In 2014, Greenpeace got in trouble for disturbing a mysterious World Heritage site of desert hieroglyphs known as the Nazca Lines (and in early 2018, a truck drove across them, too). The site consists of massive designs that pre-Incan people etched into the ground starting around 2,000 years ago in southern Peru. Restoration of the area opened the doors to a project that used drones to map the site and look for other glyphs. In the process, researchers unexpectedly found more than 50 new ground etchings in the nearby province of Palpa.
The new lines detected by drones are almost too thin to see with a human eye, reports National Geographic. Some of these lines probably originated with the Nazca culture, which began in 100 B.C.E. and flourished from 1 to 700 C.E., and is thought to be responsible for most of the Nazca Lines.
Peruvian archaeologists have discovered more than 50 new examples of mysterious desert monuments traced onto the earth’s surface in incredibly fine lines. The team collaborated with the GlobalXplorer initiative, founded by Sarah Parcak (@indyfromspace): https://t.co/qRmFEtKlOy pic.twitter.com/mMtwUdPkcq
— National Geographic (@InsideNatGeo) April 5, 2018
While the Nazca Lines depict mostly geometric shapes, plus some plants and animals, many of the ones in Palpa are of warriors. Another big difference is that the Nazca Lines stretch across flat expanses of desert, so that you can only really see the whole picture from above. In contrast, the new Palpa designs cover hillsides so that ancient people could see the design from a certain distance. Over time, they’ve become less visible because they haven’t been preserved, which is why researchers needed drones to find them today.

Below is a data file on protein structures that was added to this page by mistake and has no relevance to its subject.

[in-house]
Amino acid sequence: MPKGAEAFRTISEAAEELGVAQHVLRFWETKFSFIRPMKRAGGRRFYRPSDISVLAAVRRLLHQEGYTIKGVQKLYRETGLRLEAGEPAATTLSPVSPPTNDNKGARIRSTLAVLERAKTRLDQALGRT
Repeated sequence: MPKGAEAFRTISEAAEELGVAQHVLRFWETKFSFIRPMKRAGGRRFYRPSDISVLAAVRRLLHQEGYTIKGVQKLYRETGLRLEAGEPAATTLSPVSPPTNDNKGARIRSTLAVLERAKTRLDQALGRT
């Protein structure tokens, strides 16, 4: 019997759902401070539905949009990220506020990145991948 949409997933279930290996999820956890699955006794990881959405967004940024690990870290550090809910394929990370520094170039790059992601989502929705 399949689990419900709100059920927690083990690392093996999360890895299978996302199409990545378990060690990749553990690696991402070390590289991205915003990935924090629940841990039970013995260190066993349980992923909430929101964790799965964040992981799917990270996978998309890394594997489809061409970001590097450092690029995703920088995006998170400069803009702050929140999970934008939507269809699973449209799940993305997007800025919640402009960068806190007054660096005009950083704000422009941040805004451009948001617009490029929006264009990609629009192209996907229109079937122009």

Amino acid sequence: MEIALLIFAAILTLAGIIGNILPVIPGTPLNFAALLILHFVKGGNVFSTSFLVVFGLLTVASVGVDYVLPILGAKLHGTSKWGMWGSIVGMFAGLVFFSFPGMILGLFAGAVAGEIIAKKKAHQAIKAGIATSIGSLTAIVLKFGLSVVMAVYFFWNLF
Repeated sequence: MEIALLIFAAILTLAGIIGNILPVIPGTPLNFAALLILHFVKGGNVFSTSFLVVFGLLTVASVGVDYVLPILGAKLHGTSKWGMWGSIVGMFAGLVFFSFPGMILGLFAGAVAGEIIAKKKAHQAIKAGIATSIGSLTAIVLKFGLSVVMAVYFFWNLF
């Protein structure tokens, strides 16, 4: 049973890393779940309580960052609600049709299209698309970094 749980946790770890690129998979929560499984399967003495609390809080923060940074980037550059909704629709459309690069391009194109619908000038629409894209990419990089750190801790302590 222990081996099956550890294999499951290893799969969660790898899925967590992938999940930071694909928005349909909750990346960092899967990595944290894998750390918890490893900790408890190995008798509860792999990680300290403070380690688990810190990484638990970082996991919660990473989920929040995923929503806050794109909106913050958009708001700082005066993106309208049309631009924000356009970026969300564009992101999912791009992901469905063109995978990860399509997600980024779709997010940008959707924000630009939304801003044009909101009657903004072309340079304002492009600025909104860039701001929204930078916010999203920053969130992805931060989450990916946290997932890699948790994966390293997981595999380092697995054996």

Many of the new Palpa lines likely come from the Topará and Paracas cultures, which predate that of the Nazcas. Previous discoveries from the Paracas culture include rock art laid around 300 B.C.E. on the Andean coast. A 2014 article in the Proceedings of the National Academy of Sciences journal speculated that those formations pointed the way to coastal trade fairs like highway signs. The Paracas are thought to be responsible for some of the Nazca Lines, too.
In truth, nobody knows why the Nazca Lines or these new ones in Palpa exist. Past researchers have theorized that they’re related to astronomy and calendar-keeping. Others have suggested they mapped out processional routes or were seen as a way to ensure that rain would fall.
Like crop circles and pyramids, the Nazca Lines have also served as fodder for alien conspiracy theories. Aliens are always a popular explanation for phenomena we don’t have to tools to understand; or, like the Nazca Lines, mysteries we’ll probably never fully solve. But similarly to a tiny skeleton found in Chile that was rumored to be an alien but has now been proved to be human, all the clues we need to learn about the Nazca Lines are already right here on Earth.